What's wrong with a high sun protection factor

20, 30 or 50?

The sun protection factor (SPF) is noted on every sun cream. But what exactly is behind it? And which sun protection factor is suitable for which skin?

In a nutshell:
Every skin type has its own protection time. During this time, our skin does not get sunburn, even if we expose ourselves to the sun completely unprotected. How long is this time? That depends on the individual skin type. The sun protection factor is an indication of how much longer we can stay in the sun beyond this self-protection time with appropriate sunscreen.

An example:
If a person's self-protection time is ten minutes and they use sun protection factor 20, they can theoretically expose themselves to solar radiation for 200 minutes before they get sunburn. That's about three hours. The calculation behind it: 10 minutes of self-protection time x 20 (SPF) = 200. The requirement for this calculation is a sufficiently thick layer of cream. If there is too little cream, the protective effect is reduced.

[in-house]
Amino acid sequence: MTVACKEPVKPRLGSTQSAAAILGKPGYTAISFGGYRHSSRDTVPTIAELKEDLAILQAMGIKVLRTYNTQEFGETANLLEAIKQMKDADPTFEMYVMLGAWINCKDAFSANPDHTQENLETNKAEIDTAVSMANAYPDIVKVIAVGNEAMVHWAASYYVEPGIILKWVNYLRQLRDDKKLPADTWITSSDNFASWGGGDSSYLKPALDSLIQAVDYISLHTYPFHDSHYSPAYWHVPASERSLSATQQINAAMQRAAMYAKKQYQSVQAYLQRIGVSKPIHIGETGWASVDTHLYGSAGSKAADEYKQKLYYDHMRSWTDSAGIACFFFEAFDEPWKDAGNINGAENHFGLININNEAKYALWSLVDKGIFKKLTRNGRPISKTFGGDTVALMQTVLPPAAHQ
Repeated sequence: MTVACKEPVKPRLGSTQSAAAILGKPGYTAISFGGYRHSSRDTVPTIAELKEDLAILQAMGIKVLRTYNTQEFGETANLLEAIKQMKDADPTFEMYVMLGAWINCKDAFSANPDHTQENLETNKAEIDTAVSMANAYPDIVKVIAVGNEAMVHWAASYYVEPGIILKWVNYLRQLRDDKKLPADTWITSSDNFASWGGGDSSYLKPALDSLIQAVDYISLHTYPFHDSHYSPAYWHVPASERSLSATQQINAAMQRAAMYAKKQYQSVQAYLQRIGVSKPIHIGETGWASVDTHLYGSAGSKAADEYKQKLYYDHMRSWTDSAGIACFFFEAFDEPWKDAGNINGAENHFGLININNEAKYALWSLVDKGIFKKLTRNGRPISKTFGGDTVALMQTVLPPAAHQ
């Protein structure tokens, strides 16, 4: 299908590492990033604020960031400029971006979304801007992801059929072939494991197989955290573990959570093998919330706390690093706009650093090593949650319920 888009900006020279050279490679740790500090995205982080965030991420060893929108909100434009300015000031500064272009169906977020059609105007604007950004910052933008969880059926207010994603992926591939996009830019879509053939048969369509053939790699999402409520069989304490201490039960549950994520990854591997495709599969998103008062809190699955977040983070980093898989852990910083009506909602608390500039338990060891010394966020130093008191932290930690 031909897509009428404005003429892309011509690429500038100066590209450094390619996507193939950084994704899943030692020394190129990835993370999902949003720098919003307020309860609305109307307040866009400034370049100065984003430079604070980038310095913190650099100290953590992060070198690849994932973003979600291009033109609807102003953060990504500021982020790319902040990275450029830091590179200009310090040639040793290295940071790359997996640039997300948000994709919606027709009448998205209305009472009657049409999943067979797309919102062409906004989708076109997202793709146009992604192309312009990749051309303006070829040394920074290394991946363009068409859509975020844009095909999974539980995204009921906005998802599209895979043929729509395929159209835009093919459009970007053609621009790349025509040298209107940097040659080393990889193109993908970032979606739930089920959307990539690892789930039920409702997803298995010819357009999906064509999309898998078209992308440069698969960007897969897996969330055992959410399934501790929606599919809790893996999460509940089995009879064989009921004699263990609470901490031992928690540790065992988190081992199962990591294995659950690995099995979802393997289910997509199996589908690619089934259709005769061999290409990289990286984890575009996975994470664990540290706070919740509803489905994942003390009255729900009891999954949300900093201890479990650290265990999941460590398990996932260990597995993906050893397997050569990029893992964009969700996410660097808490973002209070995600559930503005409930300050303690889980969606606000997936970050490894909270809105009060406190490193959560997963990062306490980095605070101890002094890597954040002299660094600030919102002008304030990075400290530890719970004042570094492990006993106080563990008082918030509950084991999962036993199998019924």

Sun creams are available with a sun protection factor of 12, but also 20, 30 or 50. In general, the higher the sun protection factor, the stronger the protection. However, this statement should be treated with caution, because it gives the impression that a cream with a very high sun protection factor offers full safety. It's not like that!

The general medical recommendations are:

  • Avoid strong sunlight (for example at noon).
  • Slowly get your skin used to the sun in spring.
  • Protect your body with clothing, sunglasses and a hat.
  • Use sunscreen if parts of the body cannot be covered by clothing.